Phoebe Waller-Bridge may have been the star of her seminal comedy series “Fleabag” but Sian Clifford, who played Fleabag’s semi-unstable sister, Claire, proved herself an equally gifted comedic performer. Clifford has since put that status to good use in “Quiz,” “Inside No. 9,” and “See How They Run.” Now, she stars opposite Rob and John Owen Lowe in Netflix’s “Unstable.”
“Unstable,” reportedly inspired by John Owen’s trolling of his father Rob, follows the former as a son forced to work for the biological research company that his father, the latter, runs. However, the father, grieving from the recent death of his wife of 30 years, has become eccentric and erratic and is more focused on activities such as sunbathing naked in his office rather than running Dragon, his company. Clifford plays Anna, the CFO of Dragon, and she tries her hardest to protect her boss from other employees and himself. She also attempts to steer the ship in his stead but struggles to maintain sense and sensibility in the face of bizarre scenarios unfolding around her.
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The role is a natural one for Clifford and plays to her strengths — her exquisite, dry, deadpan style of delivery juxtaposes wonderfully against the more colorful brashness of Rob Lowe’s lead performance. While the Lowes’ father and son story is the heart and soul of the show, Clifford is the brains. It’s her witty performance that keeps the show from being overly sweet and schmaltzy. She gives it the bite it needs and, as such, one comes away from “Unstable” with Clifford at the forefront of one’s mind. And that is something critics have picked up on.
Angie Han (The Hollywood Reporter) observed: “Clifford is a particular standout, her clipped British pragmatism playing against the freewheeling zaniness surrounding her.”
Clint Worthington (Roger Ebert) claimed: “The supporting cast, and those glimmers of spirited banter between them, are what save ‘Unstable’ from being excruciating. Clifford’s Anna is an effective foil for all the crazies around her, especially because her true crazy is such a carefully hidden secret.”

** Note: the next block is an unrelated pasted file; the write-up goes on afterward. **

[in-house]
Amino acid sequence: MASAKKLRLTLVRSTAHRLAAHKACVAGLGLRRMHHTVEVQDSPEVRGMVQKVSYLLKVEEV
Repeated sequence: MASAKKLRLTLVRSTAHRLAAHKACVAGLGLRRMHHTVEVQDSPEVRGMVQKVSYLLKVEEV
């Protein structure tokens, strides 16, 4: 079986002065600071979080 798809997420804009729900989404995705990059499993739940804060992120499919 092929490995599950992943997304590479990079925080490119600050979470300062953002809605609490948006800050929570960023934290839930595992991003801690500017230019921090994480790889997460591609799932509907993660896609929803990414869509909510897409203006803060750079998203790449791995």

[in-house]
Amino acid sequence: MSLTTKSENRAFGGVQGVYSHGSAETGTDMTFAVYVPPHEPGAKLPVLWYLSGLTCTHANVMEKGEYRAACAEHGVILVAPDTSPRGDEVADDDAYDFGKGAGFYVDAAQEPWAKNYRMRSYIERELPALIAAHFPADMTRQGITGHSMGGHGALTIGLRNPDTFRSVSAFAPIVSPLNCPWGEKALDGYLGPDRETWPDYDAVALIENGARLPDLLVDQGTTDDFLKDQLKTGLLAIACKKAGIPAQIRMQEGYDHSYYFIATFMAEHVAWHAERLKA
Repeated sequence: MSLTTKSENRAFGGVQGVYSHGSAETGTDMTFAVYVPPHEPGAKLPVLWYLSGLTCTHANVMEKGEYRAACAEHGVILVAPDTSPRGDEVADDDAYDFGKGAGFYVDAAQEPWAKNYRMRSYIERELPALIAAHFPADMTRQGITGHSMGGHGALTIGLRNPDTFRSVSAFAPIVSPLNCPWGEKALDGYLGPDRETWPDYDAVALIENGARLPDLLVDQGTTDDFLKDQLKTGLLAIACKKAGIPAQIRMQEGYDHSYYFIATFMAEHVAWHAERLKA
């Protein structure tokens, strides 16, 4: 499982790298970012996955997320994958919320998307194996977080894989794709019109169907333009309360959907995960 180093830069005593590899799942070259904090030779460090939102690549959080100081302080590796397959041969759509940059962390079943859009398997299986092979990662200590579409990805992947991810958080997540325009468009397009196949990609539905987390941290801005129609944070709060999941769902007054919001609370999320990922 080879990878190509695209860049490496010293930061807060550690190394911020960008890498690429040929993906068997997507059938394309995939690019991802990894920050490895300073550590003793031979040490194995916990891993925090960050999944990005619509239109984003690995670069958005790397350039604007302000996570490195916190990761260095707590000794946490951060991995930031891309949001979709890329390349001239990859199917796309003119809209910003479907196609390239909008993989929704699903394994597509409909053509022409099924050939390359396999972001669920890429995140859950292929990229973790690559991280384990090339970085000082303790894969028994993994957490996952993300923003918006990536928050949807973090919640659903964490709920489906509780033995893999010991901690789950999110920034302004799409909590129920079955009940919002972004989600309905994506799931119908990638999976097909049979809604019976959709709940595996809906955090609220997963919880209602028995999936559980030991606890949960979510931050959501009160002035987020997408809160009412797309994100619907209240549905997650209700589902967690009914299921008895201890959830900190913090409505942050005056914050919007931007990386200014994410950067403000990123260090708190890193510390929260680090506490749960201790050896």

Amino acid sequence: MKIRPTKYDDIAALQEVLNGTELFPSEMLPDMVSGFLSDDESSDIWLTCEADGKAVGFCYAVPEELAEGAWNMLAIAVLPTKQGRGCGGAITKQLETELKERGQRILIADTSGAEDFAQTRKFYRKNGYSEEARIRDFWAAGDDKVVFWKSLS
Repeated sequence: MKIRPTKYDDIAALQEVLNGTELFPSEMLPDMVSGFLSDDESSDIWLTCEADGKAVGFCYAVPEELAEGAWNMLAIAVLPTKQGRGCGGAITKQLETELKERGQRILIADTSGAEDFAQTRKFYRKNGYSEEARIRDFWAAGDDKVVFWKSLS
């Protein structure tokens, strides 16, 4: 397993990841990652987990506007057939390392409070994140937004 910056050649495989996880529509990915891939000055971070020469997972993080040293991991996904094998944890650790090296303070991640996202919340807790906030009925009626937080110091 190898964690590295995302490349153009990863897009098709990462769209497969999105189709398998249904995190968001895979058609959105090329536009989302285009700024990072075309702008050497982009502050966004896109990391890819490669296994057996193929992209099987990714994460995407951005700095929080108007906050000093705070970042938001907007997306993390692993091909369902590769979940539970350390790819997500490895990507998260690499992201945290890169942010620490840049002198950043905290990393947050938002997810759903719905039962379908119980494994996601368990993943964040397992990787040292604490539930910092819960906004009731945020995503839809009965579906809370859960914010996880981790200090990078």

Daniel D’Addario (Variety) wrote: “Co-stars including Sian Clifford — so wonderful as the sister of the protagonist on ‘Fleabag,’ and bringing a similar crispness to her role as Ellis’ CFO, just barely keeping him on track.”
Richard Roeper (Chicago Sun-Times Tribune) explained: “In addition to the Lowes, who have a terrific, tense but loving dynamic as the effusive Ellis and the socially awkward Jackson, the standouts include Sian Clifford (‘Fleabag’) as Anna, the hilariously rigid CFO of the company.”
Clifford received similar rave reviews for her role in “Fleabag,” and that led to her landing an Emmy nomination for Best Comedy Supporting Actress in 2019 alongside co-star Olivia Colman. Both “Fleabag” actresses lost to Alex Borstein for “The Marvelous Mrs. Maisel” but that Emmy nomination — Clifford’s sole bid to date — put her firmly in the mind of Emmy voters.
Her role in “Fleabag” was similar (ish) to this one — she is the straight-laced foil to the more overtly comedic lead character and Clifford uses that pseudo-seriousness to excellent comedic effect in both projects. That routine worked so well for Clifford in “Fleabag” that it could lead to history repeating itself here.
Currently, our predicted eight nominees for Best Comedy Supporting Actress are: Lisa Ann Walter (“Abbott Elementary”), Sarah Goldberg (“Barry”), Juno Temple (“Ted Lasso”), Borstein (“The Marvelous Mrs. Maisel”), Ayo Edebiri (“The Bear”), Janelle James (“Abbott Elementary”), Hannah Waddingham (“Ted Lasso”), and, in pole position, Sheryl Lee Ralph (“Abbott Elementary”). There are several other actresses ahead of Clifford including Cecily Strong (“Saturday Night Live”), Jessica Williams (“Shrinking”), and Jane Krakowski (“Schmigadoon”).
However, Clifford’s Emmy nomination for “Fleabag” shows that she has awards credentials already — voters like this performer and are very much willing to nominate her for the right project. Several of those aforementioned actresses, such as Walter, Edibiri, and Williams have never been nominated for an Emmy. They are, in awards terms, unproven performers.
Conversely, some of those actresses have won Emmys recently, like Ralph (last year), Waddingham (2021), and Borstein (2019) while Goldberg, Temple, James, and Strong were all recently nominated. They are all contending again this year for the same performance in the same show — maybe voters are done with rewarding these performances and are looking for something new.
That’s where it would benefit Clifford — as a past Emmy nominee, she’s familiar to them, but with her performance in the new TV show “Unstable,” she offers something new, too. She is the only performer to offer this combination of familiarity and freshness, and it could give her a fighting chance for a follow-up nomination after her “Fleabag” flourish.
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